Col. John McKee (1821-1902)

The Wealthiest Man of Color in America developed McKee City, Hamilton Township

Col. John McKee was both a Civil War veteran and visionary in the development of our South Jersey community. Born in 1821 in Virginia to freed black parents, he moved to Philadelphia at the age of 21. There, he married Emeline Prosser, the daughter of a successful Market Street restaurateur.  In 1863 he  enlisted in the 12th Regiment of the U.S. Colored Infantry of the Pennsylvania National Guard. He was promoted to Lieutenant Colonel of the 13th Regiment serving under General Louis Wagner. 

 In 1866, Col. McKee became involved in real estate, where he  helped freed slaves rent homes and lease property for farming. By 1870, his real estate holdings grew to $190,000. His  vast land holdings included 400,000 acres in Atlantic County,  400 properties in Philadelphia, 66 acres along the Delaware River, 23,000 acres in New York, and some 300,000 acres of coal, oil and farm land holdings in Georgia, Kentucky and West Virginia. Col. John McKee was heralded as the wealthiest man of color in the country. By today's standards, his financial worth would be  roughly $52 million. 

In his 27 page will, Col. McKee's intent was to continue developing McKee City. Additionally, he set aside 10 acres of land for the Roman Catholic Church that would later be used to build St. Katharine Drexel Parish. He named  the Archbishop of Philadelphia executor of his estate as a result of the care he was administered when stricken with typhoid fever in 1896. He found that Catholic nuns would minister to him and other people of color suffering from the disease, while many other white caregivers would not. Presently Philadelphia's Roman Catholic Church is the sole trustee.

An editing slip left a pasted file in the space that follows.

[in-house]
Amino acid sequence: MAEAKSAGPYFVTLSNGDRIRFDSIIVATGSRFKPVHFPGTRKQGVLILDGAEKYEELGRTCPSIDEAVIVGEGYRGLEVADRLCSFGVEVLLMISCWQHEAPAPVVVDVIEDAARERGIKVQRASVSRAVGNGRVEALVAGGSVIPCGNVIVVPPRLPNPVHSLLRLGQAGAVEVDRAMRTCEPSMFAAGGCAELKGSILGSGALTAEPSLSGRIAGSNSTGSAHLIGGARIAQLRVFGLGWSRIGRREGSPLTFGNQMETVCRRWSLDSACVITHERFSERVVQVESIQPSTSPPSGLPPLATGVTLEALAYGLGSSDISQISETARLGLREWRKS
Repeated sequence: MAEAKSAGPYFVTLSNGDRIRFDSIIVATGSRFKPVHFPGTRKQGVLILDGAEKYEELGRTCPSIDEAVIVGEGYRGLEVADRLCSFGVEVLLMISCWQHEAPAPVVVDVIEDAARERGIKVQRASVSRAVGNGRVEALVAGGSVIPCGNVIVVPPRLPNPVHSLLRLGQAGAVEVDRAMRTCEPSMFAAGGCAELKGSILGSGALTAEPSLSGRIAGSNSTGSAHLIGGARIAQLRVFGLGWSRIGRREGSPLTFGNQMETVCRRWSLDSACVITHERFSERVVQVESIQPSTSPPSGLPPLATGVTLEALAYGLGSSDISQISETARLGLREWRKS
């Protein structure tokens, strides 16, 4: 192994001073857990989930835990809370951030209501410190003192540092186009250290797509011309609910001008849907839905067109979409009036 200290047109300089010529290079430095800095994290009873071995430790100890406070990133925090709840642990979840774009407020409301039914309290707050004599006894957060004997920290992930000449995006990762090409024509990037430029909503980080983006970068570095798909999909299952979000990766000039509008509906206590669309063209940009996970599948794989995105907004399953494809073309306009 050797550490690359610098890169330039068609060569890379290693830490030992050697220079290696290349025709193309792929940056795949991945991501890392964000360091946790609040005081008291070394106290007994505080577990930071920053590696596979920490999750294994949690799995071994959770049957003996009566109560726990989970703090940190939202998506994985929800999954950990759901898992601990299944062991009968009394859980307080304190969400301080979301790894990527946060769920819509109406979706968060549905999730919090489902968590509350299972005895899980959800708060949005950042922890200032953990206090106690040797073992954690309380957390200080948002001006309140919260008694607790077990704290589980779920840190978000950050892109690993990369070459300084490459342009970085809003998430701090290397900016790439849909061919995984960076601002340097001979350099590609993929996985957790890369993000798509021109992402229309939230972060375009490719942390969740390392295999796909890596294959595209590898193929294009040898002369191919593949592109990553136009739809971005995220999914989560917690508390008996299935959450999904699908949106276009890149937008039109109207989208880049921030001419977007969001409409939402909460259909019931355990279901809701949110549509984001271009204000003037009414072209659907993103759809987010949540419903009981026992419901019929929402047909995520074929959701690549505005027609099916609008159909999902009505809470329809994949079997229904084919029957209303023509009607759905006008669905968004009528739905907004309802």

In an attempt to ensure his legacy, McKee stipulated that a naval academy for orphaned young men be built, prominently featuring a bronze equestrian statue of himself.  He included a photo of himself in his Civil War uniform in the envelope when he was drafting his will in 1899. Due to legal wrangling, these two directives would not come to fruition. To the surprise of his own family, McKee was much less generous with his own family,  He bequeathed a gold watch and $50 annuity to his grandson and a shabby cottage rent free along with a $300 annuity to his surviving daughter. McKee's great grandchildren disputed the will in 1952, however their claims were dismissed by Judge Robert Bolger.

Today, little remains of McKee’s city. Many of the original buildings burned or were torn down. Part of the land holdings became what was the former Atlantic City Race Course and the Hamilton Mall. Bill Boerner owns the last remaining farmhouse from McKee City, which his family purchased nearly a century ago. He still grows apples and other produce on his Pleasant Valley Farms property off  Route 40 in Hamilton Township.

Col. McKee died on April 6, 1902 of a paralytic stroke at the age of 81. His legacy continues to fund an estimated 20  $250,000 scholarships yearly for fatherless boys of the five county areas of Philadelphia both on the college level and for vocational training. McKee is buried at Eden Cemetery in Collingdale, Pennsylvania, a few miles outside Philadelphia.   See pages 22-24


Suzette Charles (1963- )


Our Hometown Girl...